A diamond's sparkle and brilliance are determined by the precision with which it was cut, therefore this characteristic is the most important. The following three factors define a diamond's cut: brightness - the diamond's total reflected light, fire -the diffusion of light into a spectrum of colors, and scintillation - the resulting sparkle that occurs when light flashes through a moving diamond. When a diamond is cut to the proper proportions, light reappears out of the top of the diamond; if cut too shallow, light seeps out of the bottom; if cut too deep, the light is discharged from the side.

The Hearts and Arrows designation is conferred upon the round brilliant diamond that boasts perfect symmetry and angles and gives the visual effect of eight perfectly symmetrical hearts when viewed from the bottom, and a pattern of eight symmetrical arrows when examined from the top.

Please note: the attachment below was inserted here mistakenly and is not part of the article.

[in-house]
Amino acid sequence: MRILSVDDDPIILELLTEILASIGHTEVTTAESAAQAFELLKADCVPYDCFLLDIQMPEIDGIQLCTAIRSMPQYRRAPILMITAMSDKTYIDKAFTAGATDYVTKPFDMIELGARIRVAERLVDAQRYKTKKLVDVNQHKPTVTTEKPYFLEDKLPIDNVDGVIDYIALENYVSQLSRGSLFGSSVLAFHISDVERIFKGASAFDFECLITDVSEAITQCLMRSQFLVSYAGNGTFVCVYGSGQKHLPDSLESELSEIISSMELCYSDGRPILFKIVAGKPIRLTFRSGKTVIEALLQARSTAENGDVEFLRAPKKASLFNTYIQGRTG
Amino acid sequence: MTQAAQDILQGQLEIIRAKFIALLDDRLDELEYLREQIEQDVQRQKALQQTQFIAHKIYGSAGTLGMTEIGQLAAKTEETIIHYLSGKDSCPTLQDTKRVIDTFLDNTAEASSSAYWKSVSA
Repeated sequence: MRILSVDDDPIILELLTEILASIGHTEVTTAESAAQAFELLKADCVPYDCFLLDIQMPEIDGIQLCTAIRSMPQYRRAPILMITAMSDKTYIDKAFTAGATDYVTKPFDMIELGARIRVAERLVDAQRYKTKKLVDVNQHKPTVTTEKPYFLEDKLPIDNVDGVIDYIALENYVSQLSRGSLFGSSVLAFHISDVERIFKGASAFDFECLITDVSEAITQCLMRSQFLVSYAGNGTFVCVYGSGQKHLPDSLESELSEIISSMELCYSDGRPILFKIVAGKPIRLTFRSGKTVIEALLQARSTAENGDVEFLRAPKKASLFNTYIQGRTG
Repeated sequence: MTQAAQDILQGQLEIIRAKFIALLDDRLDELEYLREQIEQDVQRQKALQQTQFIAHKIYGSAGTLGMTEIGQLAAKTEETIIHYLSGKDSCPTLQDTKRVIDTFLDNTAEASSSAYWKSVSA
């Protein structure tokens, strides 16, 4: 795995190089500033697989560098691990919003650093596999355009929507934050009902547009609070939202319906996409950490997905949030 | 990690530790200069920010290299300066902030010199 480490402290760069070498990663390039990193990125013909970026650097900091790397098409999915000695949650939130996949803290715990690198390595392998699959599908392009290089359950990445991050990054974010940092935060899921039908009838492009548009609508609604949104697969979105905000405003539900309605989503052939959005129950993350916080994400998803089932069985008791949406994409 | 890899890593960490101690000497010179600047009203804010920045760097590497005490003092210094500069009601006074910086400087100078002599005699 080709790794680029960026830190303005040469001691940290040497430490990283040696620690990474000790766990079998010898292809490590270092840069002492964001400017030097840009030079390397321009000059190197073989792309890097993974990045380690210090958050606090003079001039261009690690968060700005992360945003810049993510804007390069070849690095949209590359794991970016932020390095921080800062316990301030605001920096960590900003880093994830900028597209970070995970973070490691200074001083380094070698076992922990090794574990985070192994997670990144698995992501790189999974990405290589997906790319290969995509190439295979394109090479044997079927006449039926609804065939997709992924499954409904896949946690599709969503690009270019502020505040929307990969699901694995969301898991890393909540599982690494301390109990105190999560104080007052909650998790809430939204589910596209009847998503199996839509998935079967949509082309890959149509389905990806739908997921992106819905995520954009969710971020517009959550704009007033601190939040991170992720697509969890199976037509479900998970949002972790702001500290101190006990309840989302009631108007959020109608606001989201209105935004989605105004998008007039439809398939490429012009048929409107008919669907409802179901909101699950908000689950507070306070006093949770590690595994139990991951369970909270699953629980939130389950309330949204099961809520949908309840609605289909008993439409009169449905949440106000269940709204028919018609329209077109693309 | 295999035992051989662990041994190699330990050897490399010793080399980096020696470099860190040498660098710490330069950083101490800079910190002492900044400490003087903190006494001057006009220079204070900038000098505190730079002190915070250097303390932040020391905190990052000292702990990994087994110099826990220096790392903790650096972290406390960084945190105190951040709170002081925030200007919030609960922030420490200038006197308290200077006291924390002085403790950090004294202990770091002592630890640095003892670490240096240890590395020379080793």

Almost all diamonds have tiny imperfections. This aspect refers to the absence of internal inclusions or external blemishes. Diamonds are given a clarity grade that ranges from flawless (FL) to diamonds with more prominent imperfections (I3). Factors taken into consideration are the size, nature, position, color or relief, and quantity of clarity characteristics visible under 10x magnification.

The less color a diamond has – the greater the value. Excluding fancy-color diamonds, most stones range from colorless to near colorless. Color distinctions between varying diamonds are often so slight that they are imperceptible to most – but these subtle color differences significantly affect diamond quality and price. A color grade of D is the highest possible, while Z is the lowest.

A carat is specifically a measure of a diamond's weight and not its size. To understand diamond size, carat weight should be considered in conjunction with two other criteria:
• Distance in millimeters across the top of the diamond.
• Diamond's cut grade

Cut, Color, Clarity and Carat weight
are the 4Cs traditionally used
to determine a diamond's value.

A grading system based on these factors
was established by the GIA as a universal way to
objectively compare and evaluate diamond quality.